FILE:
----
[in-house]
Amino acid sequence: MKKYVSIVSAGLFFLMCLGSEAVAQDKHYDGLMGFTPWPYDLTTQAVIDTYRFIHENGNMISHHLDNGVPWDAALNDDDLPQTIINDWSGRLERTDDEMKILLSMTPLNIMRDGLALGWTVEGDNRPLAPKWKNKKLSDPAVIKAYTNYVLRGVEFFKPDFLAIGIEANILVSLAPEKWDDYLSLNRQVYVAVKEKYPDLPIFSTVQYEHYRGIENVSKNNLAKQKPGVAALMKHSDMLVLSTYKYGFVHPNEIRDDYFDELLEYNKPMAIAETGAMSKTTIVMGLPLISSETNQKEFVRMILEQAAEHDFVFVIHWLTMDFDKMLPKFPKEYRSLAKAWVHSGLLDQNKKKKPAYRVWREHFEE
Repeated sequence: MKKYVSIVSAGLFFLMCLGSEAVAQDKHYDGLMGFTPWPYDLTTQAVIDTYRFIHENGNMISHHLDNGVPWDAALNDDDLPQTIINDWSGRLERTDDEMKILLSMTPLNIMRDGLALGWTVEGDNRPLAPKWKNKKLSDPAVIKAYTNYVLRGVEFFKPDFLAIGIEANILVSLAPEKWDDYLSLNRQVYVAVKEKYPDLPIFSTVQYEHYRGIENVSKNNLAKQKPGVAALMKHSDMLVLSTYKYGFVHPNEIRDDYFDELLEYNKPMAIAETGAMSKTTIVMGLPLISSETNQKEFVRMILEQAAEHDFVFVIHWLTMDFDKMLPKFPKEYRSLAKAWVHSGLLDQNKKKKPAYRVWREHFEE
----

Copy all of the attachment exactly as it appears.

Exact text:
[in-house]
Amino acid sequence: MKKYVSIVSAGLFFLMCLGSEAVAQDKHYDGLMGFTPWPYDLTTQAVIDTYRFIHENGNMISHHLDNGVPWDAALNDDDLPQTIINDWSGRLERTDDEMKILLSMTPLNIMRDGLALGWTVEGDNRPLAPKWKNKKLSDPAVIKAYTNYVLRGVEFFKPDFLAIGIEANILVSLAPEKWDDYLSLNRQVYVAVKEKYPDLPIFSTVQYEHYRGIENVSKNNLAKQKPGVAALMKHSDMLVLSTYKYGFVHPNEIRDDYFDELLEYNKPMAIAETGAMSKTTIVMGLPLISSETNQKEFVRMILEQAAEHDFVFVIHWLTMDFDKMLPKFPKEYRSLAKAWVHSGLLDQNKKKKPAYRVWREHFEE
Repeated sequence: MKKYVSIVSAGLFFLMCLGSEAVAQDKHYDGLMGFTPWPYDLTTQAVIDTYRFIHENGNMISHHLDNGVPWDAALNDDDLPQTIINDWSGRLERTDDEMKILLSMTPLNIMRDGLALGWTVEGDNRPLAPKWKNKKLSDPAVIKAYTNYVLRGVEFFKPDFLAIGIEANILVSLAPEKWDDYLSLNRQVYVAVKEKYPDLPIFSTVQYEHYRGIENVSKNNLAKQKPGVAALMKHSDMLVLSTYKYGFVHPNEIRDDYFDELLEYNKPMAIAETGAMSKTTIVMGLPLISSETNQKEFVRMILEQAAEHDFVFVIHWLTMDFDKMLPKFPKEYRSLAKAWVHSGLLDQNKKKKPAYRVWREHFEE